At some point in their friendship, Chapin must have brought up the fact that he had been thinking about building a house in Myrtle Beach but had not yet begun to follow through on the idea.  Recalling that, Johnson suggested to or, more accurately, asked a favor of Mr. Chapin that would secure our city’s place in American architectural history.  Going along with the scheme, Simeon Chapin commissioned Philip Johnson to return to the US and design his new home that later became Mr. Chapin’s primary residence by the time of his death in 1945. 

It worked.  Philip returned.  However, whether that was entirely due to his father’s doings is debatable.  Berlin was changing rapidly and not in a good way.  The Nazis closed down Bauhaus in 1933 along with every other notable cultural institution that didn’t fit in with their objectives. However, one of Philip’s acquaintances, William Priestly, was able to finish his thesis project before the school was shut down.  That project was the initial renderings for what we now know as Youpon Dunes.  That summer, Philip used his wealth and influence back in New York to create an exhibition at the MoMA to showcase those plans. 

So why don’t you ever hear about the exhibition featuring this Myrtle Beach home?  Well, that is probably because Philip inadvertently misnamed it.  He knew his parents spent a fair amount of time in North Carolina and even designed a house for his mom in Pinehurst at one point.  I’m not sure that he’d spent much, if any, time there and most certainly didn’t make his way to Myrtle Beach before.  And, as those of you from here know, people not from here sometimes just group the Carolinas together as one state.  I’m guilty of it as well elsewhere (Sorry North and South Dakota which I often refer to as The Dakotas without much knowledge of which cities are located in each).  Consequently,  Myrtle Beach’s unprecedented foray into the modern art world was unfortunately entitled, “Summer Exhibition:  Project for a House in North Carolina by William T. Priestly.”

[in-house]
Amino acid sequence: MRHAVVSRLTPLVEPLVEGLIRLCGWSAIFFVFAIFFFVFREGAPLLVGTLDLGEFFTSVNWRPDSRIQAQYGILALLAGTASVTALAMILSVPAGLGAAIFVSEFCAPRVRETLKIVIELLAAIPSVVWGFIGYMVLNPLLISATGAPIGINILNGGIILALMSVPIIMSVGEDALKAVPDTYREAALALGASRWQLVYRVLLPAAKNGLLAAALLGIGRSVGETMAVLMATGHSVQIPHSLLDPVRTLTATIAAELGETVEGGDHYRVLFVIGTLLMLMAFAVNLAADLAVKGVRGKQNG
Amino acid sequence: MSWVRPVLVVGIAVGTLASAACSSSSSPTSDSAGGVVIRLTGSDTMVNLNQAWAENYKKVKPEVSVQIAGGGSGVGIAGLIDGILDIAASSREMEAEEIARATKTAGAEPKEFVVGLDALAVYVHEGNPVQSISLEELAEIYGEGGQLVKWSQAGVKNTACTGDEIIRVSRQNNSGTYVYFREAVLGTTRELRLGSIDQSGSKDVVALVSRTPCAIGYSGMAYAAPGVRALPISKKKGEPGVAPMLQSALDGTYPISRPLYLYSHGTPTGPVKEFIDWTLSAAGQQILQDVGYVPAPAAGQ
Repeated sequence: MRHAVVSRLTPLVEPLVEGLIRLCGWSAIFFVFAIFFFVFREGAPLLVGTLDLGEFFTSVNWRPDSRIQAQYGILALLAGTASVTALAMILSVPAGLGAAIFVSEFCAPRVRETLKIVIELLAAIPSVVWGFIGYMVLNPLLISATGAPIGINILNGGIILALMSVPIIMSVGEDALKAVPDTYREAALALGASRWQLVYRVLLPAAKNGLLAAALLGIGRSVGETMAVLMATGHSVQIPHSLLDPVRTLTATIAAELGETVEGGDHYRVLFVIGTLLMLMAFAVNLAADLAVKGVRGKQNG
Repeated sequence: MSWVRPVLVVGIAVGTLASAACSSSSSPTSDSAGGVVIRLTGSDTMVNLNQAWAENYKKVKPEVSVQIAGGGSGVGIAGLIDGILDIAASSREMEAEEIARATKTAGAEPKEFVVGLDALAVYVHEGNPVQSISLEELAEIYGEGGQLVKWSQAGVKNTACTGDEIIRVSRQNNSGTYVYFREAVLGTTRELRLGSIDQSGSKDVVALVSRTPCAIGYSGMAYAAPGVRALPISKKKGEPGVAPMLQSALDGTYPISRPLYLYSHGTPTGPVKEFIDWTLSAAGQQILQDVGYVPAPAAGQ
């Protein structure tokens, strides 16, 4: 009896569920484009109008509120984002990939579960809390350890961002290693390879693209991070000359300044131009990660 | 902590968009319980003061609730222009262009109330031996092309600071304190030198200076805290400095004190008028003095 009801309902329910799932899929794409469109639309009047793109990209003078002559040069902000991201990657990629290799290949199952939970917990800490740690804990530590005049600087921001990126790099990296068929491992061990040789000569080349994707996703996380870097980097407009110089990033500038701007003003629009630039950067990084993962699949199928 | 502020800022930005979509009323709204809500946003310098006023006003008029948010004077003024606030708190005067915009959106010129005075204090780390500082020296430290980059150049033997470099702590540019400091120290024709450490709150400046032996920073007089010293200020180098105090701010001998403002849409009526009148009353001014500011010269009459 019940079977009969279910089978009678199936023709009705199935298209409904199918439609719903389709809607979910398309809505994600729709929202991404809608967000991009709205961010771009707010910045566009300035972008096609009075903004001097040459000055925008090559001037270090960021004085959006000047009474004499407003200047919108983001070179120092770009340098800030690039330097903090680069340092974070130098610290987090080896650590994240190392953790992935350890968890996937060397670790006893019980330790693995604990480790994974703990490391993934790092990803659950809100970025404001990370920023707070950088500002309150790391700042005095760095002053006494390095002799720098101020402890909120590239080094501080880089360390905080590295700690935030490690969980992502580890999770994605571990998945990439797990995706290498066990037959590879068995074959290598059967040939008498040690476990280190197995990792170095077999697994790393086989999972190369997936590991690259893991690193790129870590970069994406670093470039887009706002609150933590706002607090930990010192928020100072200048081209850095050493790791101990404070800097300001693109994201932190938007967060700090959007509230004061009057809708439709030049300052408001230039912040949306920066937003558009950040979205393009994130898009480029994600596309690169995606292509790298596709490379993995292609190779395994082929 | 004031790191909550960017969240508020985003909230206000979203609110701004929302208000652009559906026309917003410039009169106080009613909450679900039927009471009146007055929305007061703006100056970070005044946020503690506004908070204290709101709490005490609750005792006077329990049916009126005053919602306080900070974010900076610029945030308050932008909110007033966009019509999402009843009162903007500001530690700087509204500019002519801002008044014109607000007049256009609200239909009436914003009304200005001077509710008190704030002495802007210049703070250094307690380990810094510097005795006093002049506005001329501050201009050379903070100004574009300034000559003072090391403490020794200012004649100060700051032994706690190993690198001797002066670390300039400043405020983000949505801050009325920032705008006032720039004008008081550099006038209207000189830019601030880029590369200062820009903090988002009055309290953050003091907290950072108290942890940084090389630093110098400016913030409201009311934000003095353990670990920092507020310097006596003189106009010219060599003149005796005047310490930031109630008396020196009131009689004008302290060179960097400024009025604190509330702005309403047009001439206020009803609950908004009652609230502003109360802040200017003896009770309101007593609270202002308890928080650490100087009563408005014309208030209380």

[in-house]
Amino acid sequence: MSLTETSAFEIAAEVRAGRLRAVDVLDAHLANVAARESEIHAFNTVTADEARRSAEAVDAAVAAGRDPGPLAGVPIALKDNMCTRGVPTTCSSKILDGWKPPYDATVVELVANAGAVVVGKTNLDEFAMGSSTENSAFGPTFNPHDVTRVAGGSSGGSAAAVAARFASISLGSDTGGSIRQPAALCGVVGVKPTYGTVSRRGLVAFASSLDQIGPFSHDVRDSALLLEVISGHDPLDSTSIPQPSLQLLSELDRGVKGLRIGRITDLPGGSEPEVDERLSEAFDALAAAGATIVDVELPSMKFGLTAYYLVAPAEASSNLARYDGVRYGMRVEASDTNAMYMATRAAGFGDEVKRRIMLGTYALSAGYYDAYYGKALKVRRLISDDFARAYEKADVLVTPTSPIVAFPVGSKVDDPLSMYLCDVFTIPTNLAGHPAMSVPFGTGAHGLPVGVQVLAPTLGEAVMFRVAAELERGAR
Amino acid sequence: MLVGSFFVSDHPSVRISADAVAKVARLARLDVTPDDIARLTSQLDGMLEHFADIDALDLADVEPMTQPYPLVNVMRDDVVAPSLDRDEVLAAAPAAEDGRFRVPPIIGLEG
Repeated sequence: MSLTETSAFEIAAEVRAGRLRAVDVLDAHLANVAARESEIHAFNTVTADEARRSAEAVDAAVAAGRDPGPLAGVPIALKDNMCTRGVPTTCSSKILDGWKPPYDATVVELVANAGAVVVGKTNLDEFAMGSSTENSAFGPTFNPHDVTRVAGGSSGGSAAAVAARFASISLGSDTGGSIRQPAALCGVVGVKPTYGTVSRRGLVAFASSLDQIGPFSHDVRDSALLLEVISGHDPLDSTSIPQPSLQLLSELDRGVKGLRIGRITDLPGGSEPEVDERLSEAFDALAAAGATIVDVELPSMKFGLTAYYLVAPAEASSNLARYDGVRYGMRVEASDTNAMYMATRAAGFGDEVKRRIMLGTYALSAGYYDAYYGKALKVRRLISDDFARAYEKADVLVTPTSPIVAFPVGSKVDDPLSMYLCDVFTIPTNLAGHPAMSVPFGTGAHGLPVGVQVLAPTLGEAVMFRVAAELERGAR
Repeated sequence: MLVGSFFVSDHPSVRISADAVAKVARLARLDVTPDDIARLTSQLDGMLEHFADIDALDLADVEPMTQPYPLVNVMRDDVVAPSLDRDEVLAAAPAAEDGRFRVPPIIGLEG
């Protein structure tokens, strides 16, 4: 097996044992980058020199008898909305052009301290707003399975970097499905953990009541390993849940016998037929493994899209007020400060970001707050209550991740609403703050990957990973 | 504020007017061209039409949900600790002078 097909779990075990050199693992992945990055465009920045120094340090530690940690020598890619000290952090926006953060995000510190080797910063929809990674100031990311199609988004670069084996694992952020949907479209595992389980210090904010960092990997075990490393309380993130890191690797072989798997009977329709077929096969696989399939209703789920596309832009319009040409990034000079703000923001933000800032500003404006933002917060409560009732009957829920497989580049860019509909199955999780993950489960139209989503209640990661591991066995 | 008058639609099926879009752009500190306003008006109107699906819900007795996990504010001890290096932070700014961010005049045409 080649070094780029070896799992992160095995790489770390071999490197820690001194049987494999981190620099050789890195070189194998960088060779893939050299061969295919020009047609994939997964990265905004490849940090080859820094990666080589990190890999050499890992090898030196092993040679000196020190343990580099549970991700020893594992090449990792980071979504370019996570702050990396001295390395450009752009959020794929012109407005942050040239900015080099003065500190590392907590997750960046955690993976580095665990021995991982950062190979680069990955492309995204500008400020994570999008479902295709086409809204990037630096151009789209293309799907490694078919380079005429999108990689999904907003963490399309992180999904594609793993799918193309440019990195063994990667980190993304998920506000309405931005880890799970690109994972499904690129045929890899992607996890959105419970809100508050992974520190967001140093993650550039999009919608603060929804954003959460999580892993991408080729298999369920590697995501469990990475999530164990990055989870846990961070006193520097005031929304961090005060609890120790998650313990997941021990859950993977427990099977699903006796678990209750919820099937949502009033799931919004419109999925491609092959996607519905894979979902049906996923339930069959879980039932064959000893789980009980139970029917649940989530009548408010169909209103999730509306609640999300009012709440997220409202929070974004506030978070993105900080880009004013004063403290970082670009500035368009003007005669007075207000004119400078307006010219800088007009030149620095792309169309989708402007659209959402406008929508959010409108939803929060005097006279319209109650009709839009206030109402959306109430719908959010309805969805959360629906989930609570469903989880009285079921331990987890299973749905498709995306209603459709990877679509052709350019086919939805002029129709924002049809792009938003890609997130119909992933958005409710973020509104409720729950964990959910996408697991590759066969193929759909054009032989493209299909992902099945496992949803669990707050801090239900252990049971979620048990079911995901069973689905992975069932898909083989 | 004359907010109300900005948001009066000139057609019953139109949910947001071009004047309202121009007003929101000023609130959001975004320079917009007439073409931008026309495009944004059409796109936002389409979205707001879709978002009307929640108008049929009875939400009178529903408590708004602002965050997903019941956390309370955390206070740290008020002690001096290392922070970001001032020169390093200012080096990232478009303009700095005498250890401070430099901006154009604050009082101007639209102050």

I don’t know to what extent Philip Johnson realized that his father tricked him.  I’m under the impression that he saw the benefit of returning for himself and played along to appease his dad.  At first, Philip wasn’t that gung-ho about designing Youpon Dunes. Although he was fascinated by architecture, he had yet to formally study it.  His only Harvard degree at that point was in philosophy.  He would return to Harvard at the age of 35 to earn his diploma in the field that eventually made him famous. 

Initially, he passed the commission on to Priestly and his one-time close colleague, Jan Rutenberg, but by the end was quite hands-on with the final design.  Of the three, Rutenberg was the most experienced and really the only one who could have pulled off the project alone, but the initial and final renderings of the other two make the credit for Youpon Dunes aptly split three ways.  However, Rutenberg is the only one who included it on his resume. 

For reasons unknown, his many collaborations with Johnson going forward have been omitted from the latter’s biography.  Vess Rutenberg, former musician for the 90s rock band, The Lemonheads, and Jan’s grandson, has made it his mission to bring his grandfather’s legacy to light.  He created the first exhibition of his work in 2013 at the Indianapolis Museum of Contemporary Art. But Jan still primarily remains in the shadows of Philip Johnson whose prolific work includes the JFK Memorial in Dallas, the Crystal Cathedral in Grove Park, California, the Seagram and Sony Buildings in New York, and his own country home in New Canaan, Connecticut, called the Glass House. Its glass walls allow anyone on the outside to see every room.  There is a bedroom area off of the open concept living room, dining area and kitchen…  Has the question come to mind yet?  If so, you’ll be relieved to know that there is a fireplace in the middle of the living room.  On the back side of the chimney there is a door to a small bathroom with a shower that is not on view.